We all witnessed the deadly second wave of covid-19 pandemic and no one was immune to the virus – before the vaccinees were into the picture. It is pertinent to point on when Swamy asked a special court in Mumbai for bail on the grounds that an overcrowded prison would make him more vulnerable to the coronavirus, the NIA replied that "the accused under the garb of the current situation on account of the global pandemic Covid-19, is trying to take an undue benefit of the situation…"

In this context it would be appropriate to quote David Rudovsky's Rights of prisoners (pg. 25), also referred in Sunil Batra v. Delhi Administration

"The present system puts absolute discretion and day-to-day power over every aspect of a prisoner's life in their hands. It is this part of prison life which causes the deepest resentment among prisoners for, to a large extent, the manner in which an inmate is treated by the guards determines the severity of conditions he will have to endure. It is a doub1e irony that the lower the level of authority in prison (from warden on down to guard) the greater tho discretion that is vested in the prison official and the less willing the courts are to review their decisions. 'Thus, whether it be a request for medical treatment, the right to go to the yard of prison library, or the potentially more serious matter of prison discipline and punishment, the guard of the block holds ultimate power over the prisoner."

Would prefer jail over state run JJ hospital: Stan Swamy

Just a few months before his demise Swamy refused to get admitted to the State-run JJ Hospital, saying that he would prefer the Taloja Prison ward where he's lodged since his arrest.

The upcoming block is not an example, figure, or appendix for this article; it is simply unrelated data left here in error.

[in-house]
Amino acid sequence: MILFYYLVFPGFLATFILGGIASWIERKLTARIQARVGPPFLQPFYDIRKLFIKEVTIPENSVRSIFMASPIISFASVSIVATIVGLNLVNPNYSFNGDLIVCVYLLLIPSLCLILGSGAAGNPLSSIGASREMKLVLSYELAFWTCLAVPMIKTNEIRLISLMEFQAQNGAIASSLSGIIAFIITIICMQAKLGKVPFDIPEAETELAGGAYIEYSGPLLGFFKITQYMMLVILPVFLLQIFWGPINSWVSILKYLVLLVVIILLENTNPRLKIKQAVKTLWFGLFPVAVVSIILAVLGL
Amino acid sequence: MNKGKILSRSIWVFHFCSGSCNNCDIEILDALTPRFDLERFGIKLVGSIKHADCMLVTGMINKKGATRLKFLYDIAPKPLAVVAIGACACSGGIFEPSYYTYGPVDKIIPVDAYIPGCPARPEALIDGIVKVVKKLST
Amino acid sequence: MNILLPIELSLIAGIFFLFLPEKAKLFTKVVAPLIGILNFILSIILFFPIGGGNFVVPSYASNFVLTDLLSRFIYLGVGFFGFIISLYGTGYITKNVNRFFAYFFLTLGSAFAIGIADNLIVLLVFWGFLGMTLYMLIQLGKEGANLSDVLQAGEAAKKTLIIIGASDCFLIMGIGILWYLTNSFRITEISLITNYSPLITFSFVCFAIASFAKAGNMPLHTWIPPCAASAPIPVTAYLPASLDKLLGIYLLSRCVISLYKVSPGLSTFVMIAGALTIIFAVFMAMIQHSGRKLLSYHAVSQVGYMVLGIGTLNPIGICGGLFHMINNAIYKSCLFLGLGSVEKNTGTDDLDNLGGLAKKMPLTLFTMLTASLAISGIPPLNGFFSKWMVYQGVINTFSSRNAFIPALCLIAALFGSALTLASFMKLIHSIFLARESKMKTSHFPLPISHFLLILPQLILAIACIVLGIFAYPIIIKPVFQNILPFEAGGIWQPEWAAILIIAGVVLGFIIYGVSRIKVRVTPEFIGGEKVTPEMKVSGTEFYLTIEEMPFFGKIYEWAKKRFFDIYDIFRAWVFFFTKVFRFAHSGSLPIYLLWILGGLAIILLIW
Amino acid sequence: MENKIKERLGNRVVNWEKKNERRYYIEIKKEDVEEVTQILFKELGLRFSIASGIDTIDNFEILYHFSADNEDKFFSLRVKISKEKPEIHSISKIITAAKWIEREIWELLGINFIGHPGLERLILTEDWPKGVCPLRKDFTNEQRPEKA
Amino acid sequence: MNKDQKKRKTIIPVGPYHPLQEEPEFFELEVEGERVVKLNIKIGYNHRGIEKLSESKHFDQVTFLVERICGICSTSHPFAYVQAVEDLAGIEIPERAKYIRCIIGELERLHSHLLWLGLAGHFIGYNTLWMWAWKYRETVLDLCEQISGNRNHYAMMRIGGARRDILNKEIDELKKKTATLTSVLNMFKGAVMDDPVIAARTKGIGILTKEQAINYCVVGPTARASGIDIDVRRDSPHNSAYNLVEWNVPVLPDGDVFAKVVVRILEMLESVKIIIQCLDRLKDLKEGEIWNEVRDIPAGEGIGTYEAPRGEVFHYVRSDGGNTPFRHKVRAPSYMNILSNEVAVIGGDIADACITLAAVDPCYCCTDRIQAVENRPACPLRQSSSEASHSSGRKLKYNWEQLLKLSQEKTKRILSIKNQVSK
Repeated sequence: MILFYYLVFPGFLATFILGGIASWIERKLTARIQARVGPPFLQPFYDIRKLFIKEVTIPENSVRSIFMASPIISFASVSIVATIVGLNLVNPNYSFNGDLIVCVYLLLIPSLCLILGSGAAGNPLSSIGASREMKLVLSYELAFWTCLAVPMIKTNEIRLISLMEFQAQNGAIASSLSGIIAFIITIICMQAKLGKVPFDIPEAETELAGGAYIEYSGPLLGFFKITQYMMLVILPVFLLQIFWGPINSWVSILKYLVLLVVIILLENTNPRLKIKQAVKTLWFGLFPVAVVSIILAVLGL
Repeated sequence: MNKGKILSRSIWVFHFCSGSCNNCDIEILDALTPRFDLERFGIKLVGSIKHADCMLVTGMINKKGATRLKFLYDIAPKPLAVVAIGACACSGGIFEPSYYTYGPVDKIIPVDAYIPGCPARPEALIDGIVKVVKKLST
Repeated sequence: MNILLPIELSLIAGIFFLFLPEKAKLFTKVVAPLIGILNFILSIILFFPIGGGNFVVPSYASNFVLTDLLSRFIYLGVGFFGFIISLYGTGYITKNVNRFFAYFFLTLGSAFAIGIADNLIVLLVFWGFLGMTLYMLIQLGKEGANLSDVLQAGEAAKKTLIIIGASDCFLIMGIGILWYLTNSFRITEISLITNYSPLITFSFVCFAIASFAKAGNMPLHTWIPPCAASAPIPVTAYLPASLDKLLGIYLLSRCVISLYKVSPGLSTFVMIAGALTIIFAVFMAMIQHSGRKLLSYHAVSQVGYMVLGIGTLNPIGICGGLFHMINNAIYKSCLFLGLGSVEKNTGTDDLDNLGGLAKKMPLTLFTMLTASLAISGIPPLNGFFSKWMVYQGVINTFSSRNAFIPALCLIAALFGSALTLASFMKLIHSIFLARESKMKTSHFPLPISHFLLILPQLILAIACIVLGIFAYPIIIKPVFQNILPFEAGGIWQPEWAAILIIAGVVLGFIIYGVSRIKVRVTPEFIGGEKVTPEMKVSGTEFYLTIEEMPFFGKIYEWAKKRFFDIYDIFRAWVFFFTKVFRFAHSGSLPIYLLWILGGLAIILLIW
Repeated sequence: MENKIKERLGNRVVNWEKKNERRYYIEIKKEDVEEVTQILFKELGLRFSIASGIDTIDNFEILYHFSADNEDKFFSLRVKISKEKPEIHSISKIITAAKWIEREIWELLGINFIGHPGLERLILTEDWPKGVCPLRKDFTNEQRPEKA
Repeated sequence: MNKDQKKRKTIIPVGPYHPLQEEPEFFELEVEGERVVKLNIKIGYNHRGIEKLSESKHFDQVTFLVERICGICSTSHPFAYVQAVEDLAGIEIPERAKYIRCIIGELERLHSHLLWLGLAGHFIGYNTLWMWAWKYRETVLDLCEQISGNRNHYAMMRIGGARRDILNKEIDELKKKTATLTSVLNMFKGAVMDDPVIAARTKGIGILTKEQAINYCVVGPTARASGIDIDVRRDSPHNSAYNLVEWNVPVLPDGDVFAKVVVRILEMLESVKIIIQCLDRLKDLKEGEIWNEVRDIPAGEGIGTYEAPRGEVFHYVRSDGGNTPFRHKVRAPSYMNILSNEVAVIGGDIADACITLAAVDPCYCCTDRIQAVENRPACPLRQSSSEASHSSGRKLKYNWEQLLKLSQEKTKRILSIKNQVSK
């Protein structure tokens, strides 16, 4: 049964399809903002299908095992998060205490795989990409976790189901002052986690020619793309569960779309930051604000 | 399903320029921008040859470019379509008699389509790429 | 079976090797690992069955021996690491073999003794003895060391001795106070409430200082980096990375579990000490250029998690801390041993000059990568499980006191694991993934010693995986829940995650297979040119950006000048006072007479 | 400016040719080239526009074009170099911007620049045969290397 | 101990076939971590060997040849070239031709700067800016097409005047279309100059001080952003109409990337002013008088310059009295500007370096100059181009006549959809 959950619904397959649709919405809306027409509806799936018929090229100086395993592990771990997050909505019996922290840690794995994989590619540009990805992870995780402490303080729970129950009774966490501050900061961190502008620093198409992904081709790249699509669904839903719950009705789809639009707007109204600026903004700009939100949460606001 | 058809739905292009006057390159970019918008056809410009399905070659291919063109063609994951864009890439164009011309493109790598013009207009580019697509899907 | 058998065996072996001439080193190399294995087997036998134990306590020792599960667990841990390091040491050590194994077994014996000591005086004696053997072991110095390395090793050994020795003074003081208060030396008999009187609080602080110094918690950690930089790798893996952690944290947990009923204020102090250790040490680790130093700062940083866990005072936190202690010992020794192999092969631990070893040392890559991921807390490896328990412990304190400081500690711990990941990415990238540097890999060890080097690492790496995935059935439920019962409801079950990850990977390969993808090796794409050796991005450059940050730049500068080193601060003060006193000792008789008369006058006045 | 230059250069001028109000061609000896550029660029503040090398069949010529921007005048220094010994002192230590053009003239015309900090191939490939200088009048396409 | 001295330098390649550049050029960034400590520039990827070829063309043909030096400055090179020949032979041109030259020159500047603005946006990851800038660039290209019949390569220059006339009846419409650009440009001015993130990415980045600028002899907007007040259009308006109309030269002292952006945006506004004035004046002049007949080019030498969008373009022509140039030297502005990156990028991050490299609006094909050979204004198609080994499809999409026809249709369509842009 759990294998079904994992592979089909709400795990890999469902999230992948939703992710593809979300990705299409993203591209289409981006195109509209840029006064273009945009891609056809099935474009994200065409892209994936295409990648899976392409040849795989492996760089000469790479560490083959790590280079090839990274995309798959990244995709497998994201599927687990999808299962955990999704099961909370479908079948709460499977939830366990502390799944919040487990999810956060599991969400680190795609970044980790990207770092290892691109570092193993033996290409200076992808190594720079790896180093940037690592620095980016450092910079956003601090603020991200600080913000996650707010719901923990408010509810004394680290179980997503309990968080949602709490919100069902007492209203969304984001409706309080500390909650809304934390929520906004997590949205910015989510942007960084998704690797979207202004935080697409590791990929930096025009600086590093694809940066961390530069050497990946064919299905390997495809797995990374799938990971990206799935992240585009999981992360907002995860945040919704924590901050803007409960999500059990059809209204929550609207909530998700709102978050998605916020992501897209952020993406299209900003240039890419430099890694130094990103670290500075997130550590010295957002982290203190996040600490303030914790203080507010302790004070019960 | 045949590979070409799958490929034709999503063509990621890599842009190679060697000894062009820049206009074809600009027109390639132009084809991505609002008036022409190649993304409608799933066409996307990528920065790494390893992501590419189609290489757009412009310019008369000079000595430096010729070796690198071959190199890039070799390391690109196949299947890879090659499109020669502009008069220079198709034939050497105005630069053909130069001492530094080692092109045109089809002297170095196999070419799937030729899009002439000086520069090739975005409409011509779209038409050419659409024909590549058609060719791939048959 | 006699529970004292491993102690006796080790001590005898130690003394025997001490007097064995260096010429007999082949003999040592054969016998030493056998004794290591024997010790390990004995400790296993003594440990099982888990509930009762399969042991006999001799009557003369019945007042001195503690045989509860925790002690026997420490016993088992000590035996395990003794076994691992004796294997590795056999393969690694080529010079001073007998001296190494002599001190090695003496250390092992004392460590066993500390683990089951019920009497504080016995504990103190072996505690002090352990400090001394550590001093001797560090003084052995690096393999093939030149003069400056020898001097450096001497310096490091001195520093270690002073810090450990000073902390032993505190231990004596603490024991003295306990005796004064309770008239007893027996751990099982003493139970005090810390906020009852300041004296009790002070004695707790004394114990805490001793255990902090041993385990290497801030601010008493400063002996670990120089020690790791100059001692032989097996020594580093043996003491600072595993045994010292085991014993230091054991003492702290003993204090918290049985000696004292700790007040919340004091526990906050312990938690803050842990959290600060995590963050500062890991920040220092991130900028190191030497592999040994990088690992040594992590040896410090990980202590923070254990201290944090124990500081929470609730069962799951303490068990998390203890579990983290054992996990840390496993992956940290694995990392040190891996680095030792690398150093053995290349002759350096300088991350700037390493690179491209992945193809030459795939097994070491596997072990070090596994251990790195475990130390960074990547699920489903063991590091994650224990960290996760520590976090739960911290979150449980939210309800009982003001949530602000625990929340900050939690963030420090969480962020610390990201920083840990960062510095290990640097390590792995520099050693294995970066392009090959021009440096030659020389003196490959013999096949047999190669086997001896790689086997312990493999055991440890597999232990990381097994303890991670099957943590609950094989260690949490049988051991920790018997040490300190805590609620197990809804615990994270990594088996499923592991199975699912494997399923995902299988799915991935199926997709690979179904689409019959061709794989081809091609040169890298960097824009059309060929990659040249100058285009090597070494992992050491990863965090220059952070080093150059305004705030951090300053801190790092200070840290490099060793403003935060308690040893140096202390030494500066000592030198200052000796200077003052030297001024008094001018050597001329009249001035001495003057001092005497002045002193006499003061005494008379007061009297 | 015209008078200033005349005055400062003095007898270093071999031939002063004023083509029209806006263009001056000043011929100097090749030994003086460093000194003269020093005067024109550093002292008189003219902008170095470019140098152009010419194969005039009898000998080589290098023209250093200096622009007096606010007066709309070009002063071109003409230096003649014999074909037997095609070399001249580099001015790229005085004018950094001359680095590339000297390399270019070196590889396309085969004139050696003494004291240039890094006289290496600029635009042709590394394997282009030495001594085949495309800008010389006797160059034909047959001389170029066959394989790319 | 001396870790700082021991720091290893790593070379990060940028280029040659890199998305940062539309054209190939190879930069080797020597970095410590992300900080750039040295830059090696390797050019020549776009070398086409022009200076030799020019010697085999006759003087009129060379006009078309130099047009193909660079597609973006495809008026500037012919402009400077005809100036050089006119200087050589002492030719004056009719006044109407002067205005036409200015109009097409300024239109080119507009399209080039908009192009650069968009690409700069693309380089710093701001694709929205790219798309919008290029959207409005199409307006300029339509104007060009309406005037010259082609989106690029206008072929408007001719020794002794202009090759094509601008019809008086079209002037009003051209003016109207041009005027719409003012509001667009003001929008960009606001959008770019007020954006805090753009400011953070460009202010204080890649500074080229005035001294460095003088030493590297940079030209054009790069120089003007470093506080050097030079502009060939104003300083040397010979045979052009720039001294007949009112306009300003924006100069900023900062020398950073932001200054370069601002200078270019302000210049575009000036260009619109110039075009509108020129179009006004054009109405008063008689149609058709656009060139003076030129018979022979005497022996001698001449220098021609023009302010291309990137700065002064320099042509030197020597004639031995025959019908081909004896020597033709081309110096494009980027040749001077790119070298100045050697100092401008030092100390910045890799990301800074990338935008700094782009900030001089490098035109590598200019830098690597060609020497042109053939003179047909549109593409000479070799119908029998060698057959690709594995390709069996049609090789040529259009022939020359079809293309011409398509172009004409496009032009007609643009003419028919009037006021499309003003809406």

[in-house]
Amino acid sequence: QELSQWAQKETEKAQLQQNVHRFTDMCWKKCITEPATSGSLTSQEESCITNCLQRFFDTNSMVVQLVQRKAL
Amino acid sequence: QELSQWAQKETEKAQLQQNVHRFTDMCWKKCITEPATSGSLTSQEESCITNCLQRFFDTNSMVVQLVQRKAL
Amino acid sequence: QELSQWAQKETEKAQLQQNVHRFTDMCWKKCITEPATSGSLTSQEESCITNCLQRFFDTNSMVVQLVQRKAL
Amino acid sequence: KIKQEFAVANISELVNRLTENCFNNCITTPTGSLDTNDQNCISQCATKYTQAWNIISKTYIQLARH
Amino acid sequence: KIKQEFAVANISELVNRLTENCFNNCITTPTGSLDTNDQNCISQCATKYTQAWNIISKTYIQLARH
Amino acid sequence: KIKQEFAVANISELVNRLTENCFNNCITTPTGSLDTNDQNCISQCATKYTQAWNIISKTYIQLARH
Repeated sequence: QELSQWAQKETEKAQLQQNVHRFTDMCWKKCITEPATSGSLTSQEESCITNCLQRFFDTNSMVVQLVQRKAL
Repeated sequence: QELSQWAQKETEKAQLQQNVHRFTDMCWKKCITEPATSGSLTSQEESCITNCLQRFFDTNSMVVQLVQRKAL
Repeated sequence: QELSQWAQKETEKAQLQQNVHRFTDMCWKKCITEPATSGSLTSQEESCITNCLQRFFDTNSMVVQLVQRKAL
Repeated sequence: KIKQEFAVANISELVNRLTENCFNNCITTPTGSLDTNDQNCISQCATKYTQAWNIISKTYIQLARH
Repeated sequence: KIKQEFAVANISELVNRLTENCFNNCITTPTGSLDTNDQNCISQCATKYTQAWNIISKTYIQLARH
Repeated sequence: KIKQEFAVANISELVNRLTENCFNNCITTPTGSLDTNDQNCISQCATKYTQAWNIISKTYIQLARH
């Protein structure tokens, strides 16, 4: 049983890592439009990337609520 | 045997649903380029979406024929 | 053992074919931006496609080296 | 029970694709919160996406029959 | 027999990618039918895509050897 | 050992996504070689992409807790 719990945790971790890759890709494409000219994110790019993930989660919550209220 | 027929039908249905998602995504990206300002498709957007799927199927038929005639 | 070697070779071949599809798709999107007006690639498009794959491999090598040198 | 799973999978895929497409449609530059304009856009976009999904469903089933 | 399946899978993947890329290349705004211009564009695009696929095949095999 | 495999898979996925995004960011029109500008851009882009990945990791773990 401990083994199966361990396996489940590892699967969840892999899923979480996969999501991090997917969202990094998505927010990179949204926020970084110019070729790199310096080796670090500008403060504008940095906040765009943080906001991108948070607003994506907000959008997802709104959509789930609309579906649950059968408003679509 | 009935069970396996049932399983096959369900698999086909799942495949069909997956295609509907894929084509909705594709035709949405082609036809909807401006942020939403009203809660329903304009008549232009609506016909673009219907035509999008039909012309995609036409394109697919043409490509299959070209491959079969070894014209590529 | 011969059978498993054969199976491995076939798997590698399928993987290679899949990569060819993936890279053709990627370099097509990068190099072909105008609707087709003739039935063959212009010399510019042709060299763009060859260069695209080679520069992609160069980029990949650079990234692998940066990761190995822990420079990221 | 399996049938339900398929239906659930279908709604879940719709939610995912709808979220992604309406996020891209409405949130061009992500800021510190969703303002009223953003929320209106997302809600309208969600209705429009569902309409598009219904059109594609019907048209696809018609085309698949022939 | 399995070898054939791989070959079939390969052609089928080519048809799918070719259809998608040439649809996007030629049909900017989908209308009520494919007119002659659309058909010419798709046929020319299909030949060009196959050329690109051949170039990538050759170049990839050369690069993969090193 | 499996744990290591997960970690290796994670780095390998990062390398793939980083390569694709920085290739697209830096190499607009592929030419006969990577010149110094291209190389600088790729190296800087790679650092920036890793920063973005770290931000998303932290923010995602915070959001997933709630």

While interacting with the court via 'video conferencing' he said:

"No, I would not want to. I have been there thrice. I know the set-up. I don't want to be hospitalised there. I would rather suffer, possibly die very shortly if this were to go on. I would prefer this, than be admitted at the JJ Hospital. It is a very difficult moment for me."

It was on May 29, 2021 that the Bombay High Court directed the Maharashtra government to transfer Father Stan Swamy, to the Holy Family Hospital from Taloja Central Jail for treatment.

"We are of the view that the appellant can be given choice of being admitted in Holy Family Hospital at Bandra for treatment for a period of 15 days from the date of his shifting to said hospital. Accordingly, the respondents and in particular Respondent No. 2, are directed to shift the appellant to Holy Family Hospital at Bandra for treatment immediately, and preferably during the course of day", the court held

It would be pertinent to refer what Justice Krishna Iyer said in his book, Constitutional Miscellany that "Judicare and medicare must go together. Judicare without medicare is inadequate. Judicure without medicure leaves the wound half-healed…There must be a running covenant for collaboration between Law and Medicine if there criminal justice system is to fulfil its tryst with human destiny."

The court in Sunil Batra case observed:

"Basic constitutional rights cannot be halted at the prison gates and can be enforced within the prison campus and "even a convict is entitled (though Father Swamy was just an accused) to the precious right guaranteed by Article 21 of the Indian Constitution that he/she/they shall not be deprived of his life or personal liberty except according to procedure established by law."